Costs of a wordpress.org blog

So there is more to think about with this option. A basic blog might cost a few hundred pounds if you want a developer to do a basic set up, or you can go wild and evolve it into a very advanced web site.  Your hosting might cost from £60 to a few hundred pounds per year, and your domain name £7 - £20 every couple of years, depending on who you buy it from.  So there is more to think about with this type of blog, and more cost, but you are developing and evolving your own web site and domain, so as an asset to your business, club or other organisation it is streets ahead of the wordpress.com option.

Getting someone else to do it

If you want the advantages of this type of blog but not the task of setting it up, a good web designer can do the basics in an hour or two.  Many hosts also have an installer service which makes this easier. Look to see if your host has a service called fantastico or scriptaculous which lets you set up with just a couple of clicks.  A note if you are choosing a host for setting up a self-hosted Wordpress blog, your hosting must include PHP and MySQL on a Linux server.  This actually describes most hosting packages on the Internet, but just check anyway to be on the safe side.

Blogger (or blogspot)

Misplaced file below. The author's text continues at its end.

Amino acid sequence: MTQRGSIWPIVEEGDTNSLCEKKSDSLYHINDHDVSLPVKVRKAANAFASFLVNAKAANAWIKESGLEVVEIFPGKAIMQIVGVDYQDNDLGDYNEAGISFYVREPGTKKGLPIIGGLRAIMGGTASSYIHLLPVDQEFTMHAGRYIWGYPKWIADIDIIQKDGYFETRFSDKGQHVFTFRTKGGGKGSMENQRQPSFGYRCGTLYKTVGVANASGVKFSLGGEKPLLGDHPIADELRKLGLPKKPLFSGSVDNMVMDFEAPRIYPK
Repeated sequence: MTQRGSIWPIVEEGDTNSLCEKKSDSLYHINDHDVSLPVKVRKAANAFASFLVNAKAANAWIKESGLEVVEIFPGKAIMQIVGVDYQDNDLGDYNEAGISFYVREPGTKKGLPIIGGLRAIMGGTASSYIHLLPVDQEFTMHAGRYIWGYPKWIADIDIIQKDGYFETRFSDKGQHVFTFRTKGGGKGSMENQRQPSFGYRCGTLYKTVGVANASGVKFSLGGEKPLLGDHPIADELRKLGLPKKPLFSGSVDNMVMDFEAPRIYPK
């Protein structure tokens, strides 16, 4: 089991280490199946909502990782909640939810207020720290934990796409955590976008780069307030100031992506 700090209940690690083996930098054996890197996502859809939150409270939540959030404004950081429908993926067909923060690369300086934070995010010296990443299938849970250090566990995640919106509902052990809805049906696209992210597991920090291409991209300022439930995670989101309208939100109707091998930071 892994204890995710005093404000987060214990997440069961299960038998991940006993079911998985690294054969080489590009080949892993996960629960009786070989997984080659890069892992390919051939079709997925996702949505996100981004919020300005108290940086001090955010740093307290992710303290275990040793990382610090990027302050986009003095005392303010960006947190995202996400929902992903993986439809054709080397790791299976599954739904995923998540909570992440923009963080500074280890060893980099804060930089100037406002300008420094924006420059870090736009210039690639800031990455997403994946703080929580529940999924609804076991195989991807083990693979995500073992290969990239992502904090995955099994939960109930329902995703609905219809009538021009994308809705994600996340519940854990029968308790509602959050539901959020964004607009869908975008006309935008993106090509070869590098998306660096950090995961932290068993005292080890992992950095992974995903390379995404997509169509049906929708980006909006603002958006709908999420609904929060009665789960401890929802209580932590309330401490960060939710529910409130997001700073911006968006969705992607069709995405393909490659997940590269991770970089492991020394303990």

blogger logoBlogger acts like wordpress.com in that you can set up your own blog within its domain. I have one that doesn't get much use called http://webdevelopmentandmarketingblog.blogspot.com, see again how my blog is actually a “subdomain” on the real domain “blogspot.com”. Again my blog is the renter rather than the owner, to use the house analogy again.  However blogger does also give you an option to publish the same blog on your own domain - which looks then a bit more like wordpress.org, except that you don't actually have to set it up.

Overall blogger gives you less flexibility than wordpress.org, but it does integrate well with some other Google offerings. One nice feature is that having installed the Google toolbar you can highlight content on other pages, and post it straight to your blog.  This is not stealing content but referring to it, and is one nice way of taking the grind out of regular blogging.

Other offerings

There are other blogging platforms, some of them very good, but for the sake of simplicity I’ll stick to these three market leaders.

So which one to choose?

The bottom line is that they are all free or cheap, and fantastic platforms to work with.  We use wordpress.org option most of the time as it suits our purposes best and we know how to set it up.  But with all three being available and very cost effective why not try them all?  They all have their own pros and cons and there is a huge amount that you can do with all of them which I haven't even touched on here: so happy blogging!